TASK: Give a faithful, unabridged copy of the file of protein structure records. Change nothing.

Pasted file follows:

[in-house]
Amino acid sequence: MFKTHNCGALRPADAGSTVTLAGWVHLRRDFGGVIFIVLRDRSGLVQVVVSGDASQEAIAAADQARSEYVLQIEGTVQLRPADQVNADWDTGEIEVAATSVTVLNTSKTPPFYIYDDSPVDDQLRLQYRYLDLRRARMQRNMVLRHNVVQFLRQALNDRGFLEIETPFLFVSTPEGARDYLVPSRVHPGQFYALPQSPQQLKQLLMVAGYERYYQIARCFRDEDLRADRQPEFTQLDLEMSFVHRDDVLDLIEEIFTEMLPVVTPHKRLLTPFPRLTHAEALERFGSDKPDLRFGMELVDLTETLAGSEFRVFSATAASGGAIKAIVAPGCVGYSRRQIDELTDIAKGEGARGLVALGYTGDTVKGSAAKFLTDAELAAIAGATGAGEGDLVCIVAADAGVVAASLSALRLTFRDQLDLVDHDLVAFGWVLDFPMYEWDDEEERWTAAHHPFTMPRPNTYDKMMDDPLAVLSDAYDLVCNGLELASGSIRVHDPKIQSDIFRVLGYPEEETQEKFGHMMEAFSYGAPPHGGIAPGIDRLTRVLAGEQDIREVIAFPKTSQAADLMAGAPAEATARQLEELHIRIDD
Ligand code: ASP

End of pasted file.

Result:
[in-house]
Amino acid sequence: MFKTHNCGALRPADAGSTVTLAGWVHLRRDFGGVIFIVLRDRSGLVQVVVSGDASQEAIAAADQARSEYVLQIEGTVQLRPADQVNADWDTGEIEVAATSVTVLNTSKTPPFYIYDDSPVDDQLRLQYRYLDLRRARMQRNMVLRHNVVQFLRQALNDRGFLEIETPFLFVSTPEGARDYLVPSRVHPGQFYALPQSPQQLKQLLMVAGYERYYQIARCFRDEDLRADRQPEFTQLDLEMSFVHRDDVLDLIEEIFTEMLPVVTPHKRLLTPFPRLTHAEALERFGSDKPDLRFGMELVDLTETLAGSEFRVFSATAASGGAIKAIVAPGCVGYSRRQIDELTDIAKGEGARGLVALGYTGDTVKGSAAKFLTDAELAAIAGATGAGEGDLVCIVAADAGVVAASLSALRLTFRDQLDLVDHDLVAFGWVLDFPMYEWDDEEERWTAAHHPFTMPRPNTYDKMMDDPLAVLSDAYDLVCNGLELASGSIRVHDPKIQSDIFRVLGYPEEETQEKFGHMMEAFSYGAPPHGGIAPGIDRLTRVLAGEQDIREVIAFPKTSQAADLMAGAPAEATARQLEELHIRIDD
Ligand code: ASP